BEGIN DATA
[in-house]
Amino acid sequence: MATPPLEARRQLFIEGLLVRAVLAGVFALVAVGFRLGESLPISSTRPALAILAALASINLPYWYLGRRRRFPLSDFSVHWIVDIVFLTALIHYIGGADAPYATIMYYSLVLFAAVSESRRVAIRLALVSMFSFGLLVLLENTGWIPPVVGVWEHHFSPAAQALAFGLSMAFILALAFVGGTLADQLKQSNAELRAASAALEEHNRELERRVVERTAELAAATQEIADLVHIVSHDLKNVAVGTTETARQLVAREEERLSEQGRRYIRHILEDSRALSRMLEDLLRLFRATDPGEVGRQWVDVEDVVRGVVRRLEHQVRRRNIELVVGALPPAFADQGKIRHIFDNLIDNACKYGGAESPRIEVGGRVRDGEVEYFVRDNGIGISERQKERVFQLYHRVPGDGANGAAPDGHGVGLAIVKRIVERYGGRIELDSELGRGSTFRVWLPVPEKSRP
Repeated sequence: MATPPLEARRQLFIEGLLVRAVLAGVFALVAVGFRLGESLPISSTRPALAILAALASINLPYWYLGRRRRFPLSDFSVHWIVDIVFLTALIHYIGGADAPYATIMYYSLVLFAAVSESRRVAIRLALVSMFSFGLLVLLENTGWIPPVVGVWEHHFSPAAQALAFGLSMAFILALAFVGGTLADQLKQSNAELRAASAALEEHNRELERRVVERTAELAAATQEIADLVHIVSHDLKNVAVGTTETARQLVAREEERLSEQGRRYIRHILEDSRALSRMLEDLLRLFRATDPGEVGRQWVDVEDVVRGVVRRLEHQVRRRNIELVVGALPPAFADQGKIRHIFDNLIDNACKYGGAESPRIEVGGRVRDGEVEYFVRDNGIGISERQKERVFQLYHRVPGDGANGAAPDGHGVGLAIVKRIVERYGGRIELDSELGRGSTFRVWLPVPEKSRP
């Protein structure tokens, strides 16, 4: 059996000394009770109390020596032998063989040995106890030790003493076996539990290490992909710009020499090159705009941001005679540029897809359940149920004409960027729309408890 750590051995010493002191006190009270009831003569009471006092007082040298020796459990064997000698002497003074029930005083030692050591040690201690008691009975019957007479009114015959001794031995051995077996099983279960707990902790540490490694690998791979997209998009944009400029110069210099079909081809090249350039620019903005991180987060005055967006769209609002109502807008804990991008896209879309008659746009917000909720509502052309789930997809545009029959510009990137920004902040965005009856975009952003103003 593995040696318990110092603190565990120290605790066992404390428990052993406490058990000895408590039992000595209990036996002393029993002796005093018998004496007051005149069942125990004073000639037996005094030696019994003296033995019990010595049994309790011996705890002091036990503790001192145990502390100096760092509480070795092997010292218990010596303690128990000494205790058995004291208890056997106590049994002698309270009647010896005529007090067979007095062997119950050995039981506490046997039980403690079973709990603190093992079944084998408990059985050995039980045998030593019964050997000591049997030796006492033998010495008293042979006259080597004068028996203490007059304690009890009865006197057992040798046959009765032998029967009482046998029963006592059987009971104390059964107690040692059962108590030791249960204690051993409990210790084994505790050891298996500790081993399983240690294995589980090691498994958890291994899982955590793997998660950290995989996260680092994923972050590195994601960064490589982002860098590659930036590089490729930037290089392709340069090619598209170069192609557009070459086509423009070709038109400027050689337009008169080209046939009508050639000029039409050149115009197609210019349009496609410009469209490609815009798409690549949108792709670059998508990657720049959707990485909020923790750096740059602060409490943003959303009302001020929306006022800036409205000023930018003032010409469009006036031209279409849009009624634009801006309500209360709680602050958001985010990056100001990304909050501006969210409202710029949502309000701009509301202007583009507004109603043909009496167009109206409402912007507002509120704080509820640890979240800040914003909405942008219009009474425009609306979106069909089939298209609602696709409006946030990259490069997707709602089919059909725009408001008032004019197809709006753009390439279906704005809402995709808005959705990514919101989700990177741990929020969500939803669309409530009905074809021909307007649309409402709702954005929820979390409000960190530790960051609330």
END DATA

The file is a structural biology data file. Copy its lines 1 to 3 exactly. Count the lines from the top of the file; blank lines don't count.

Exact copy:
[in-house]
Amino acid sequence: MATPPLEARRQLFIEGLLVRAVLAGVFALVAVGFRLGESLPISSTRPALAILAALASINLPYWYLGRRRRFPLSDFSVHWIVDIVFLTALIHYIGGADAPYATIMYYSLVLFAAVSESRRVAIRLALVSMFSFGLLVLLENTGWIPPVVGVWEHHFSPAAQALAFGLSMAFILALAFVGGTLADQLKQSNAELRAASAALEEHNRELERRVVERTAELAAATQEIADLVHIVSHDLKNVAVGTTETARQLVAREEERLSEQGRRYIRHILEDSRALSRMLEDLLRLFRATDPGEVGRQWVDVEDVVRGVVRRLEHQVRRRNIELVVGALPPAFADQGKIRHIFDNLIDNACKYGGAESPRIEVGGRVRDGEVEYFVRDNGIGISERQKERVFQLYHRVPGDGANGAAPDGHGVGLAIVKRIVERYGGRIELDSELGRGSTFRVWLPVPEKSRP
Repeated sequence: MATPPLEARRQLFIEGLLVRAVLAGVFALVAVGFRLGESLPISSTRPALAILAALASINLPYWYLGRRRRFPLSDFSVHWIVDIVFLTALIHYIGGADAPYATIMYYSLVLFAAVSESRRVAIRLALVSMFSFGLLVLLENTGWIPPVVGVWEHHFSPAAQALAFGLSMAFILALAFVGGTLADQLKQSNAELRAASAALEEHNRELERRVVERTAELAAATQEIADLVHIVSHDLKNVAVGTTETARQLVAREEERLSEQGRRYIRHILEDSRALSRMLEDLLRLFRATDPGEVGRQWVDVEDVVRGVVRRLEHQVRRRNIELVVGALPPAFADQGKIRHIFDNLIDNACKYGGAESPRIEVGGRVRDGEVEYFVRDNGIGISERQKERVFQLYHRVPGDGANGAAPDGHGVGLAIVKRIVERYGGRIELDSELGRGSTFRVWLPVPEKSRP